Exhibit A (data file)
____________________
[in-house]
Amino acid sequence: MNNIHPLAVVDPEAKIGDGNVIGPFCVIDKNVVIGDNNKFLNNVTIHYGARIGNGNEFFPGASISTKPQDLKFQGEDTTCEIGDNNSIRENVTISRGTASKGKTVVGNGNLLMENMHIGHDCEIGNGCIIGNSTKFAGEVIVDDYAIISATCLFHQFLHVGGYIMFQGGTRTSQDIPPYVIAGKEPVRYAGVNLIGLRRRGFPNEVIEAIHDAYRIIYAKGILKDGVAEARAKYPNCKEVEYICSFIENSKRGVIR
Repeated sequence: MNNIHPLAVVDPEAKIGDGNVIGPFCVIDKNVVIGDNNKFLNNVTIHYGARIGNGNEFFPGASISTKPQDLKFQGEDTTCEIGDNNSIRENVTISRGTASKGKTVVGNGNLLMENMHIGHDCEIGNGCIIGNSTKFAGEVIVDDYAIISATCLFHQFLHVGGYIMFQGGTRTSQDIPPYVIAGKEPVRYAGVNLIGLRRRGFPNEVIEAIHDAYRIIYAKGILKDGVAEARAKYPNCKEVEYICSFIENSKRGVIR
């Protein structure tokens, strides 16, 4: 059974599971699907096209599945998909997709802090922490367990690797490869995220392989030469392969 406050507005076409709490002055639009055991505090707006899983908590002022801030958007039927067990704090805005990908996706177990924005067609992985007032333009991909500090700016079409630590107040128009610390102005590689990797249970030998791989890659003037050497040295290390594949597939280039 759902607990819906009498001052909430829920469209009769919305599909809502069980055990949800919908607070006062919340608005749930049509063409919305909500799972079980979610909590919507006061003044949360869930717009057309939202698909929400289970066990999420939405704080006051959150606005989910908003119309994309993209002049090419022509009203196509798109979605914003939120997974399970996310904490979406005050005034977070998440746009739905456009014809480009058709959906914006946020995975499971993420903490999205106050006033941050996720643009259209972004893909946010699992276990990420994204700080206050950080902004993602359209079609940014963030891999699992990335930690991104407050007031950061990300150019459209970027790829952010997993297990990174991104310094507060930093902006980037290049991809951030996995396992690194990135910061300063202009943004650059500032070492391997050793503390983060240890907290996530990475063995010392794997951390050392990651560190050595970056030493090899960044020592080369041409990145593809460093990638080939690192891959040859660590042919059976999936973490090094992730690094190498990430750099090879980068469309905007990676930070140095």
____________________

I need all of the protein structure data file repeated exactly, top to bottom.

[in-house]
Amino acid sequence: MNNIHPLAVVDPEAKIGDGNVIGPFCVIDKNVVIGDNNKFLNNVTIHYGARIGNGNEFFPGASISTKPQDLKFQGEDTTCEIGDNNSIRENVTISRGTASKGKTVVGNGNLLMENMHIGHDCEIGNGCIIGNSTKFAGEVIVDDYAIISATCLFHQFLHVGGYIMFQGGTRTSQDIPPYVIAGKEPVRYAGVNLIGLRRRGFPNEVIEAIHDAYRIIYAKGILKDGVAEARAKYPNCKEVEYICSFIENSKRGVIR
Repeated sequence: MNNIHPLAVVDPEAKIGDGNVIGPFCVIDKNVVIGDNNKFLNNVTIHYGARIGNGNEFFPGASISTKPQDLKFQGEDTTCEIGDNNSIRENVTISRGTASKGKTVVGNGNLLMENMHIGHDCEIGNGCIIGNSTKFAGEVIVDDYAIISATCLFHQFLHVGGYIMFQGGTRTSQDIPPYVIAGKEPVRYAGVNLIGLRRRGFPNEVIEAIHDAYRIIYAKGILKDGVAEARAKYPNCKEVEYICSFIENSKRGVIR
């Protein structure tokens, strides 16, 4: 059974599971699907096209599945998909997709802090922490367990690797490869995220392989030469392969 406050507005076409709490002055639009055991505090707006899983908590002022801030958007039927067990704090805005990908996706177990924005067609992985007032333009991909500090700016079409630590107040128009610390102005590689990797249970030998791989890659003037050497040295290390594949597939280039 759902607990819906009498001052909430829920469209009769919305599909809502069980055990949800919908607070006062919340608005749930049509063409919305909500799972079980979610909590919507006061003044949360869930717009057309939202698909929400289970066990999420939405704080006051959150606005989910908003119309994309993209002049090419022509009203196509798109979605914003939120997974399970996310904490979406005050005034977070998440746009739905456009014809480009058709959906914006946020995975499971993420903490999205106050006033941050996720643009259209972004893909946010699992276990990420994204700080206050950080902004993602359209079609940014963030891999699992990335930690991104407050007031950061990300150019459209970027790829952010997993297990990174991104310094507060930093902006980037290049991809951030996995396992690194990135910061300063202009943004650059500032070492391997050793503390983060240890907290996530990475063995010392794997951390050392990651560190050595970056030493090899960044020592080369041409990145593809460093990638080939690192891959040859660590042919059976999936973490090094992730690094190498990430750099090879980068469309905007990676930070140095």